Lights Out: Pulling the Plug on Another Incandescent - KTVN Channel 2 - Reno Tahoe Sparks News, Weather, Video

Lights Out: Pulling the Plug on Another Incandescent

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The future is dimmer for the old incandescent. A popular light bulb just became a thing of yesteryear. It's all part of a law that was signed by President Bush in 2007. A year ago they stopped making 100-watt incandescent. As of today, January 1st, we say goodbye to those old 75-watt classics.

But the long phase out means that the alternative has finally gotten a lot cheaper and more affordable for you. At the south Reno Home Depot, staffer Nick Godbeer told us the squiggly CFL's are now $9.99 for a package of four, working out to $2.50 a bulb. They still cost more, but as he told us, the payoff comes in energy savings. "Anywhere from a cost savings of $8 a year per bulb all the way down to $1.60."

And they commonly last 10 times longer. But they haven't won over everyone. For one, they just don't have that familiar glow of the old favorite. Customer Robert Andrews told us, "And they've got mercury in them. And I don't like the way they start up. They start up slow and it takes a while to come up to full strength."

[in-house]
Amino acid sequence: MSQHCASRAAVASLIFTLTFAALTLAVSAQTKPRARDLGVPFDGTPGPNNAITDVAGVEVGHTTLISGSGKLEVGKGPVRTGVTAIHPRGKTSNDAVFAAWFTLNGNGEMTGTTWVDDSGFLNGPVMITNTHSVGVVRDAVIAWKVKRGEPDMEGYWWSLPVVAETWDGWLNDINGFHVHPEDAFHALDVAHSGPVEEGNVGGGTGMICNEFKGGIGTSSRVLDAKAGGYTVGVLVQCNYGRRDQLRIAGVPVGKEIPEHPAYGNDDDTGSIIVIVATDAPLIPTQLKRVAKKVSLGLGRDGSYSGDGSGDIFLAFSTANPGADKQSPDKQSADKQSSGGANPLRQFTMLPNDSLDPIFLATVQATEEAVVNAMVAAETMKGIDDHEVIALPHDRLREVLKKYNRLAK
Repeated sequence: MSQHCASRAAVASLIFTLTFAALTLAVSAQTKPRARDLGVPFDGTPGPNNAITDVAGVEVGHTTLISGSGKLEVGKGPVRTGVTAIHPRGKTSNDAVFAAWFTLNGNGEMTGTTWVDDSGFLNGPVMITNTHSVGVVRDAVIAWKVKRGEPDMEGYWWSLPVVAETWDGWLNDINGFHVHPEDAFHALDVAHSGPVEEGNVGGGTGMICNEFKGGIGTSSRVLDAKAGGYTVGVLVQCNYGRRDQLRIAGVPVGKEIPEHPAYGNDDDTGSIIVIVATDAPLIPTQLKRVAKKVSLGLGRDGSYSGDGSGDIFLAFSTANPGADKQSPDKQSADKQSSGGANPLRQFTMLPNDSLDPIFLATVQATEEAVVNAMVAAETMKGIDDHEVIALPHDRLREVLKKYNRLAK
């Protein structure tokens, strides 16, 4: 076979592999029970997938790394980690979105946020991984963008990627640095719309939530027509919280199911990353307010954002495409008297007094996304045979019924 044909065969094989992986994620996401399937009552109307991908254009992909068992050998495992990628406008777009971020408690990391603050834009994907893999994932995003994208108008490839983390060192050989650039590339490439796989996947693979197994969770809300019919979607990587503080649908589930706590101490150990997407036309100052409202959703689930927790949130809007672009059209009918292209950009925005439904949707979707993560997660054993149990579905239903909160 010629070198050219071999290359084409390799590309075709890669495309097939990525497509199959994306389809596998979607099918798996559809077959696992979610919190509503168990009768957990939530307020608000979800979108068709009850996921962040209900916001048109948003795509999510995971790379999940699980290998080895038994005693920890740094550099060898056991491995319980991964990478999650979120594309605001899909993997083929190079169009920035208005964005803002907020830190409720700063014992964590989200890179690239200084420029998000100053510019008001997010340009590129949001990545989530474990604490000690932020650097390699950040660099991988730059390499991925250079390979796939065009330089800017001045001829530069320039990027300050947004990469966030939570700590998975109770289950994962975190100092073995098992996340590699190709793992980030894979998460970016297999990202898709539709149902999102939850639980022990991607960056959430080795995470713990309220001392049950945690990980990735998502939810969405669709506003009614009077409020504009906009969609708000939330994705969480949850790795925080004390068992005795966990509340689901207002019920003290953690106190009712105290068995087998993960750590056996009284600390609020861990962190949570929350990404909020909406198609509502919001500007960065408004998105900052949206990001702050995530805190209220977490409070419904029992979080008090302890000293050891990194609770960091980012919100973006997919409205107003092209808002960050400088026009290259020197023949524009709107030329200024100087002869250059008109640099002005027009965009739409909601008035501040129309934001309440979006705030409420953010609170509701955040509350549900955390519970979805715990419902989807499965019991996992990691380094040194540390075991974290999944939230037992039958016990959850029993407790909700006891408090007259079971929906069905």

Robert switched to the new LED bulbs. No mercury in them, and they save even more money. To prove it Nick runs a quick experiment with a power meter. A very bright LED uses just 10.4 watts. But the old-style Edison gobbles up 75.8 watts, and almost all of it is squandered. Holding his hand under it, he said "You can feel the warmth...that's a lot of wasted heat going into an air conditioned home."

That adds up quickly on your power bill...and the LED will last at least 18 years. As Nick told us, "So in 18 years, you're going to save about $108, with one bulb."

There's a learning curve with these new alternatives…there are many different light emitters and different technologies. Nick sells over 100 types of energy efficient bulbs at the south Reno Home Depot. And as you change your style of light bulbs, you also learn a new way to shop for lights. Instead of buying bulbs based on wattage, you're buying based on lumens, which measures not how much power it uses but how much light it emits. Packages now show a lumen number.

But because of the law, Nick says people are cleaning out his supply of the old classics before they disappear for good. "You know, it's old habits. And it's going to take some time for people to transition out of the old."

Stores like Home Depot are still allowed to sell their dwindling stock. And the 60 and 40-watt bulbs are still OK to manufacture…for another year. Then, it will be lights out for them too.

-written by John Potter

We have many more energy saving tips for you to cut down on that winter power bill...45 tips to be exact from NV Energy. To see them and save, just click the link below:

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